Feds shut down massive drugs website

NEW YORK — A hidden website operated by a San Francisco man using an alias from “The Princess Bride” became a vast black market bazaar that brokered more than $1 billion in transactions for illegal drugs and services, according to court papers made public on Wednesday in New York.

A criminal complaint in New York charged the alleged mastermind, Ross William Ulbricht, with narcotics trafficking, computer hacking and money laundering. A separate indictment in Maryland also accused him in a failed murder-for-hire scheme.

The website, Silk Road, allowed users to anonymously browse through nearly 13,000 listings under categories like “Cannibus,” “Psychedelics” and “Stimulants” before making purchases using the electronic currency Bitcoin. One listing for heroin promised buyers “all rock, no powder, vacuum sealed and stealth shipping,” and had a community forum below where one person commented, “Quality is superb.”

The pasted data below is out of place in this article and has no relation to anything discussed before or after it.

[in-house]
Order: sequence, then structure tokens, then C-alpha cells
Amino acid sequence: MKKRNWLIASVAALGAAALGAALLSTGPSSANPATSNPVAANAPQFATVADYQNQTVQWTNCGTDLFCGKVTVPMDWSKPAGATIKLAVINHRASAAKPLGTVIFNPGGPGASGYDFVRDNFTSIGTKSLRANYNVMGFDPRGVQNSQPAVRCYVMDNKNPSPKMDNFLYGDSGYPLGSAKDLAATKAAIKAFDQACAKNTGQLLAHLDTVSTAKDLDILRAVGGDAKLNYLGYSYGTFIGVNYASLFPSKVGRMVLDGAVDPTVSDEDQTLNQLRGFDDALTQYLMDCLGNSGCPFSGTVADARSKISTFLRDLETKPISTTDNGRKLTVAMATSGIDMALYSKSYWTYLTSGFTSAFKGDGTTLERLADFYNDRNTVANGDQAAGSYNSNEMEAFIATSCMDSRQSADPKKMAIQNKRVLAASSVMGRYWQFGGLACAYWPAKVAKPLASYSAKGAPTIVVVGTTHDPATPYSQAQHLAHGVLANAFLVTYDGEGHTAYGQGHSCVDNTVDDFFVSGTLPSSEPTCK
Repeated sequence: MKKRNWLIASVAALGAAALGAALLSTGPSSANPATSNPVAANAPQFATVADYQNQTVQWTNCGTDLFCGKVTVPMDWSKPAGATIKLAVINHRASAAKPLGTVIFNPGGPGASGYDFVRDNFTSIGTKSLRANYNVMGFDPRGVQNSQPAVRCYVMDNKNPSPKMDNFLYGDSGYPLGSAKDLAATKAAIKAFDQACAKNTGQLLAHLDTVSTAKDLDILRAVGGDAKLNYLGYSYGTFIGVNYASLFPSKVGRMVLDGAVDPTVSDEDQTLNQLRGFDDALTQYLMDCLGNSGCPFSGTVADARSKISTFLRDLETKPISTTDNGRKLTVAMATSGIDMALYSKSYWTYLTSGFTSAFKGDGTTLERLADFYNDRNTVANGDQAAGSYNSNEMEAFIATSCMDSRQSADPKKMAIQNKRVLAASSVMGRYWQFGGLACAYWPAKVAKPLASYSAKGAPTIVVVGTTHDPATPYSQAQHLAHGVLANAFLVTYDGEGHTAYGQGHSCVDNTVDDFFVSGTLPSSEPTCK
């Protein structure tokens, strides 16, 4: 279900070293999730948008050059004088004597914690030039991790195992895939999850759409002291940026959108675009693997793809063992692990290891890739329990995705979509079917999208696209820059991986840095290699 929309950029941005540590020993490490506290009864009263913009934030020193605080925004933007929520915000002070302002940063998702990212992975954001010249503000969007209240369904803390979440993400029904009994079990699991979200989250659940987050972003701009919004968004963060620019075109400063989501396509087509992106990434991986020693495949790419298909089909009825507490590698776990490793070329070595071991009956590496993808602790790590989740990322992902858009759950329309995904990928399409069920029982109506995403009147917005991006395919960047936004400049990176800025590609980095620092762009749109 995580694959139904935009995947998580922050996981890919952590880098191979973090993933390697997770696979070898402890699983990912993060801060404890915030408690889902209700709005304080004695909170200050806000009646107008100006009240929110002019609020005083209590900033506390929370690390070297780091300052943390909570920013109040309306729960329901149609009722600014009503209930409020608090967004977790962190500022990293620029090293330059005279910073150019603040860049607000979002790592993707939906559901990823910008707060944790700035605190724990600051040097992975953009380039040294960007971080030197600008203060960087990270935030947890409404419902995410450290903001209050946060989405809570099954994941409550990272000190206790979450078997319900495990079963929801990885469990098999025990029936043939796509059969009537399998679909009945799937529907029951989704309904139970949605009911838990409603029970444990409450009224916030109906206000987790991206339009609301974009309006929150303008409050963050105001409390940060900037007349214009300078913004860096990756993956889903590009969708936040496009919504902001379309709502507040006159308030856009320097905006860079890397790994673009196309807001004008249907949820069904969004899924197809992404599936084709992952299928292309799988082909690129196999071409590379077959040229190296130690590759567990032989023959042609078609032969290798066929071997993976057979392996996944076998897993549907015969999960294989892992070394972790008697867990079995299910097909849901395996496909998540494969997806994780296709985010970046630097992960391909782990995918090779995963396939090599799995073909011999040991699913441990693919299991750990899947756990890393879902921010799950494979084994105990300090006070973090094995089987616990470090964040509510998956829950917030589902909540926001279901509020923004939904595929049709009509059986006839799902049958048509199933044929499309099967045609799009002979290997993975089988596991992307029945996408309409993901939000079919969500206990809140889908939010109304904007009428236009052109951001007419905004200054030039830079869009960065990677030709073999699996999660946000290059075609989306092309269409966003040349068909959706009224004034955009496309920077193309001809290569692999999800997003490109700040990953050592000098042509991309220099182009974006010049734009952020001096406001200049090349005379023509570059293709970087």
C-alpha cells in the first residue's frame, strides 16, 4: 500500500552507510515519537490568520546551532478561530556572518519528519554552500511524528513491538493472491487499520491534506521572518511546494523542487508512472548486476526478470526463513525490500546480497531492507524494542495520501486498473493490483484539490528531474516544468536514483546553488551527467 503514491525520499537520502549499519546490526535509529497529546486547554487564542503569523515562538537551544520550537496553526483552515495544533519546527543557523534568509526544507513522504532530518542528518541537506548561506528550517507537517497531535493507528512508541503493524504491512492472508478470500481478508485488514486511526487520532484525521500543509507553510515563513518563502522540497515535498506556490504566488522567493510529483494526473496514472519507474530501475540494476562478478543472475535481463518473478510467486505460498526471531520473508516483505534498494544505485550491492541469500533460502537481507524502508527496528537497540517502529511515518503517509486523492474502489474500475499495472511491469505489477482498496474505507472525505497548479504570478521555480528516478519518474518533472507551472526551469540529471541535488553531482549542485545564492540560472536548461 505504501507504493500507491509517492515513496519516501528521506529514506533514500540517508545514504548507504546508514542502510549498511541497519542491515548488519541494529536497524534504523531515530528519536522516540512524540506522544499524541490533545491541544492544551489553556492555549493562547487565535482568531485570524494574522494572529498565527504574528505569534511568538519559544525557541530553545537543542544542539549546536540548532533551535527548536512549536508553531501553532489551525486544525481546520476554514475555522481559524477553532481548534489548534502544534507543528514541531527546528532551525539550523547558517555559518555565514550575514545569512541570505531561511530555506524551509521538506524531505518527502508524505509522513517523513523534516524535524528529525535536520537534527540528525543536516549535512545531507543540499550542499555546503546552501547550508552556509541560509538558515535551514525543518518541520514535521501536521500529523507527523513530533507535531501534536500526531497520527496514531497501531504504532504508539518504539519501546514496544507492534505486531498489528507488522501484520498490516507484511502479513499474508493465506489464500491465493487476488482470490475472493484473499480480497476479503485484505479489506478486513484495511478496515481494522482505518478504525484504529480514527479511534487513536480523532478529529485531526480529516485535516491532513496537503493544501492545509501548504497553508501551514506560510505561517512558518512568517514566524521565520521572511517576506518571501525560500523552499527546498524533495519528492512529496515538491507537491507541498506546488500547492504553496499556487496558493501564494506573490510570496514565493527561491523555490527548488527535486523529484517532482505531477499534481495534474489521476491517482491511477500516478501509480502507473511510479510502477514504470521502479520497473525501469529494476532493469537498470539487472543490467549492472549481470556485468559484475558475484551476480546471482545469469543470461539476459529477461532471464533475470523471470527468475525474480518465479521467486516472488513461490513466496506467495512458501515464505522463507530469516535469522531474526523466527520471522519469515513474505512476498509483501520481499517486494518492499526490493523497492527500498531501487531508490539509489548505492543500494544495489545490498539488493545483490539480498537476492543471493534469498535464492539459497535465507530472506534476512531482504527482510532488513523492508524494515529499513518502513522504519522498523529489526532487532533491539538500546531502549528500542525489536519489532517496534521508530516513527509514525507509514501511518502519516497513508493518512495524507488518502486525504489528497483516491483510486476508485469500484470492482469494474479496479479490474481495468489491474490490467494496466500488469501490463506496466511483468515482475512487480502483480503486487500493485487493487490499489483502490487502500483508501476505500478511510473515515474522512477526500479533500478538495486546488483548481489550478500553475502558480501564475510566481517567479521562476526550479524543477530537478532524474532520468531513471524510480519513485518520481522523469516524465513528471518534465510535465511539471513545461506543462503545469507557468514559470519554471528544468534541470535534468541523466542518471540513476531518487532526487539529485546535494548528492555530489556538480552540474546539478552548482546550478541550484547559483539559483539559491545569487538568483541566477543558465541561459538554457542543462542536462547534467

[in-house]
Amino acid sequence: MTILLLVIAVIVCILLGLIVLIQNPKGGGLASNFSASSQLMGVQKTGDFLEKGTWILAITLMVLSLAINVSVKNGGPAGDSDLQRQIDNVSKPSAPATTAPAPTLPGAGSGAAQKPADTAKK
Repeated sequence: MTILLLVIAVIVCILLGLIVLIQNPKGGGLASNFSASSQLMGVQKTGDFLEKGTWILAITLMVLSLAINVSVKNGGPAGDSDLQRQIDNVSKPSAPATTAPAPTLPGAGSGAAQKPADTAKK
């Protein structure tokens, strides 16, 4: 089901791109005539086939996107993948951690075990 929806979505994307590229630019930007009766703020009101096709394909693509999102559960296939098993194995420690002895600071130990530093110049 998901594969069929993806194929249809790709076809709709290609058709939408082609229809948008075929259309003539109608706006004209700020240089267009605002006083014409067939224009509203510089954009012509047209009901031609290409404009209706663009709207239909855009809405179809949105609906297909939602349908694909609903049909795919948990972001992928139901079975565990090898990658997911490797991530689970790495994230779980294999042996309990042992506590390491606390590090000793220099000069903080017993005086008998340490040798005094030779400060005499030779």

The website protected users with an encryption technique called “onion routing,” which is designed to make it “practically impossible to physically locate the computers hosting or accessing websites on the network,” court papers said.

Federal authorities shut the site down and arrested Ulbricht on Tuesday afternoon in a branch of San Francisco’s public library. Ulbricht was online on his personal laptop chatting with a cooperating witness about Silk Road when FBI agents from New York and San Francisco took him into custody, authorities said.

Along with drugs, the website offered various illegal services, including one vendor who offered to hack into Facebook, Twitter and other social networking accounts and another selling tutorials on how to hack into ATM machines. Under the “Forgeries” category, sellers advertised forged driver’s licenses, passports, Social Security cards and other documents.

As of July, there were nearly 1 million registered users of the site from the United States, Germany, Russia, Australia and elsewhere around the globe, the court papers said. The site generated an estimated $1.2 billion since it started in 2011 and collected $80 million by charging 8 to 15 percent commission on each sale, they said.

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